“What a moment!” the ITN reporter exclaimed. And as one Chilean miner after another rose to the surface, with hugs all around, who could disagree? “It seems nothing short of a miracle from God,” Mr. ITN concluded.
But think of it this way: The Chilean mine crisis is something like a hostage crisis. As the miners are released from their imprisonment, one is forced to ask: Just who were the hostage-takers? Who profited from their ordeal?
And to what sort of life do the miners return? Will they be celebrity authors of a tell-all book? The New York Times has already reported infighting among them over just who will write their book…and just how many families will share in the royalties. Or will most return to a daily grind of hazardous and arduous below-ground labor?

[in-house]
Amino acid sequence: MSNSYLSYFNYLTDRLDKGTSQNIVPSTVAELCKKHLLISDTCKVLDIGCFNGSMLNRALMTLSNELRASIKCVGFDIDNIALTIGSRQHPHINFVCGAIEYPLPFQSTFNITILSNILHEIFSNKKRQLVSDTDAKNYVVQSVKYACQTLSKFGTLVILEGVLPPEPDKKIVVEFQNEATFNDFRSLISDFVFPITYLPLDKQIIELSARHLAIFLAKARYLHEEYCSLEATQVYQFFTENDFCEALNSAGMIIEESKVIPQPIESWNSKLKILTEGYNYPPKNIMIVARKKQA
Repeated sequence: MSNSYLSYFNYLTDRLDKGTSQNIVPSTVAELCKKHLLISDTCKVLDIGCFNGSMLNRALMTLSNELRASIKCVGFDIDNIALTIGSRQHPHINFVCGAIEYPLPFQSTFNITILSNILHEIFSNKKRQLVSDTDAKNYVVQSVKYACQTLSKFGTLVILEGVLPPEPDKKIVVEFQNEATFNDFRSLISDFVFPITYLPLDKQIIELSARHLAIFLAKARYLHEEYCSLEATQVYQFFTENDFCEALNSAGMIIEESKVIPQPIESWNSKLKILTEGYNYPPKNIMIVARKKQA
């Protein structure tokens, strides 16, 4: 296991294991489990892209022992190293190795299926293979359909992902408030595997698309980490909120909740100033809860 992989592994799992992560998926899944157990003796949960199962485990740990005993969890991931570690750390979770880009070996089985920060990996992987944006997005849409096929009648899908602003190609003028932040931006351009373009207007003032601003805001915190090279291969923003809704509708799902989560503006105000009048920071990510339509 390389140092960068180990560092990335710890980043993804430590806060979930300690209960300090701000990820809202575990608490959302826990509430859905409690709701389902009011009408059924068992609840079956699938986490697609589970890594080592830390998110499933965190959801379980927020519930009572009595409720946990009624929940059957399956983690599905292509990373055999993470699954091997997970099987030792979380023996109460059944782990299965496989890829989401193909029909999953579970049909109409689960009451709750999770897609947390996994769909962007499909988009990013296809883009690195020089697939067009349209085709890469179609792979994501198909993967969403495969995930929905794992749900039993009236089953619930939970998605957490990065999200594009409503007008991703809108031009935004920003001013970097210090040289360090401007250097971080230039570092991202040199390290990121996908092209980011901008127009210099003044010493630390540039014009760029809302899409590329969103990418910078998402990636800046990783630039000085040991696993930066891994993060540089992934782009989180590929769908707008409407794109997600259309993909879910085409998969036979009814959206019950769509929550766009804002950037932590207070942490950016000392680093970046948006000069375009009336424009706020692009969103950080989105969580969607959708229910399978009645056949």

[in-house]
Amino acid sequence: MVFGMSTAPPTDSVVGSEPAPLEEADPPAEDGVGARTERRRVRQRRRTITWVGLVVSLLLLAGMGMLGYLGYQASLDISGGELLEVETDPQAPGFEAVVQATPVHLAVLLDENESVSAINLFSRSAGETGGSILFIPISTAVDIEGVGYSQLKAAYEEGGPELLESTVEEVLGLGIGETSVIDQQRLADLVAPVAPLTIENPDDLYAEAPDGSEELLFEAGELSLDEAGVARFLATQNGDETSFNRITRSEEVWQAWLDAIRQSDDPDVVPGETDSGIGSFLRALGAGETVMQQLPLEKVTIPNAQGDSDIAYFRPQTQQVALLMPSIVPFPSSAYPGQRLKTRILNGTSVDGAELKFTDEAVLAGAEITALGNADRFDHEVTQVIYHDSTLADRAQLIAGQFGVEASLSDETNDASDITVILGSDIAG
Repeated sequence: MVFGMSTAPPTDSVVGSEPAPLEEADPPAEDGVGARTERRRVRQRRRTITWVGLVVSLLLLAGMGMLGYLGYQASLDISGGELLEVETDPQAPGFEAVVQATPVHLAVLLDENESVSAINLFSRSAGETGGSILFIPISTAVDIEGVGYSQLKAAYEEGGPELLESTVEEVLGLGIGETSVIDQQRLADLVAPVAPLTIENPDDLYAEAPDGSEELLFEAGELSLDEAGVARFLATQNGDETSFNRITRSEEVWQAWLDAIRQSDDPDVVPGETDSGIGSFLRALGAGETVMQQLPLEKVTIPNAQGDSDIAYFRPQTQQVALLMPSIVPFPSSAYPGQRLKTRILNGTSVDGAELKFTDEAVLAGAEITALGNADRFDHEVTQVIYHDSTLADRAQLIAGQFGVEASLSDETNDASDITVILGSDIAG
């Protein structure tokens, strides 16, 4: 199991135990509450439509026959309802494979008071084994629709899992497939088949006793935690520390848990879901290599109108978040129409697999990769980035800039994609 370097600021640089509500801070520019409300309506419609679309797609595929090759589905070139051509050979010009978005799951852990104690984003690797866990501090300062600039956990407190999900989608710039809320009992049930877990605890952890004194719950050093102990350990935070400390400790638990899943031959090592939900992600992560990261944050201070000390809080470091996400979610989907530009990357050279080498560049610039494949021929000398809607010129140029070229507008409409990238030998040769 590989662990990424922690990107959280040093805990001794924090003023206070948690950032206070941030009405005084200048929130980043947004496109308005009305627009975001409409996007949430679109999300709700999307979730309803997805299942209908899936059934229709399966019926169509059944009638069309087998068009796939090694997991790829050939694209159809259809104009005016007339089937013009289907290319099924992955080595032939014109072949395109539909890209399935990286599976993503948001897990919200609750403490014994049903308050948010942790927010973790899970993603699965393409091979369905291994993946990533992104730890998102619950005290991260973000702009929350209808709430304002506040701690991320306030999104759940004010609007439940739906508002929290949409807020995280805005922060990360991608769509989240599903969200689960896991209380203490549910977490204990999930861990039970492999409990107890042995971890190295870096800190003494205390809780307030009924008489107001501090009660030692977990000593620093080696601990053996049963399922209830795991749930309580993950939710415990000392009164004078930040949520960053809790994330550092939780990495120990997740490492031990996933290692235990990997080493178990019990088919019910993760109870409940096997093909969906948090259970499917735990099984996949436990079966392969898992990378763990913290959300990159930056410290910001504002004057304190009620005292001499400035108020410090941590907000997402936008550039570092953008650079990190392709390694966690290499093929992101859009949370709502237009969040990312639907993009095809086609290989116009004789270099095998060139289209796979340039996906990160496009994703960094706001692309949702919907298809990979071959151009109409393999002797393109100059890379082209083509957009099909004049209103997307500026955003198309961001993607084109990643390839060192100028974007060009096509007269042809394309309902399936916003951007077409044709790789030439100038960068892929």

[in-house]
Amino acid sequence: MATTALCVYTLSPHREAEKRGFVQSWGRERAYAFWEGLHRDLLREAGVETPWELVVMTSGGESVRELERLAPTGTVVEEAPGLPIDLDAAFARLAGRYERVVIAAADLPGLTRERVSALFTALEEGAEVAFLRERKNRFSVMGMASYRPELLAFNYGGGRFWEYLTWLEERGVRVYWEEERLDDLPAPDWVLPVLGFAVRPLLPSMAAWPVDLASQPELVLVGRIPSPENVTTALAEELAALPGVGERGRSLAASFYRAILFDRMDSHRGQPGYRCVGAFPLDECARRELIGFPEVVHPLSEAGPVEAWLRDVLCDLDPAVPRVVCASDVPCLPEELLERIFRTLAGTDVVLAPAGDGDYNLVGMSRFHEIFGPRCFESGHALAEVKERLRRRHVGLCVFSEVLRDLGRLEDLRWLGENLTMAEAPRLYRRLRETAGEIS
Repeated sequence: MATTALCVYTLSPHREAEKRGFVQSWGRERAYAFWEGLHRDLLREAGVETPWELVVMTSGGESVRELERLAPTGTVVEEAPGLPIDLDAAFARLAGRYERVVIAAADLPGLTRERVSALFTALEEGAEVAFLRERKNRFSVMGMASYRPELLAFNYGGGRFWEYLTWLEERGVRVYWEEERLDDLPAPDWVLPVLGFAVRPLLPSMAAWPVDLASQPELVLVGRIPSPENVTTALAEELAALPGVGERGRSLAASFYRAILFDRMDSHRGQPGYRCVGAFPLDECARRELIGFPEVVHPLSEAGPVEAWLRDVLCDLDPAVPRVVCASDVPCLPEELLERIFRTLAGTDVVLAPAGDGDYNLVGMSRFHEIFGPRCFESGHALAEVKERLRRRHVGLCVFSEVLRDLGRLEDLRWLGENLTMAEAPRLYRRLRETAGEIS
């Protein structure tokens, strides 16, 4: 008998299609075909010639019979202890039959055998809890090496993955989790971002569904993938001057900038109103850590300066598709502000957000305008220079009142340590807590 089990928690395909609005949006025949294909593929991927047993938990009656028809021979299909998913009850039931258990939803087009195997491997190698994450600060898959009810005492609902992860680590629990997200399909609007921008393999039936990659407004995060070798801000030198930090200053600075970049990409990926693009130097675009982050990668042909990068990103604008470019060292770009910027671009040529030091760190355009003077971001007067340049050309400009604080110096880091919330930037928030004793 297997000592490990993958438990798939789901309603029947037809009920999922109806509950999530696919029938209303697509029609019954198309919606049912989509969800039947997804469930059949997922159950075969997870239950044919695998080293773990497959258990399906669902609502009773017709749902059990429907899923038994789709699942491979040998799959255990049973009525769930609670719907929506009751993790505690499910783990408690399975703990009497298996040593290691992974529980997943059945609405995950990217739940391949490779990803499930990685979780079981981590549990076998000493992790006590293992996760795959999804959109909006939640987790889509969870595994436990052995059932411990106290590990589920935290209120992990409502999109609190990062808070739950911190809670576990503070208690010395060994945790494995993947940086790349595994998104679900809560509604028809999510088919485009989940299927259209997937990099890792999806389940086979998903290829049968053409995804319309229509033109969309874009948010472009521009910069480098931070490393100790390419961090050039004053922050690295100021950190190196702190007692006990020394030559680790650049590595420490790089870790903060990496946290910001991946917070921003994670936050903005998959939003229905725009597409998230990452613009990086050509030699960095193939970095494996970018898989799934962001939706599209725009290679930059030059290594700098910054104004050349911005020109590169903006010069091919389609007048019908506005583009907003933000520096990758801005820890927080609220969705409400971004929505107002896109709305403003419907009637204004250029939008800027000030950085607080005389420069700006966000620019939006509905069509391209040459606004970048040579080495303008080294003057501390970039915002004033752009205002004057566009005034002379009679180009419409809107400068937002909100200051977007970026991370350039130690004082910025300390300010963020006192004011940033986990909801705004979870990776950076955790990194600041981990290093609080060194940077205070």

Mining remains an extremely dangerous occupation, with the Chilean crisis being only the most recent of heart-rending occurrences. Have we already forgotten the West Virginia mine disaster of last spring at Upper Big Branch, which killed 29 American miners?
Let’s not lose sight of what’s really going on here. It’s great that the miners all got Oakley sunglasses and chicken with plums as a final below-ground meal– and that the Chilean President got a boost in his approval rating. It’s great that all the miners have escaped their ordeal. But the planet’s dependence on carbon-based energy–and on the companies that hold us hostage–is a continuing crisis for us all.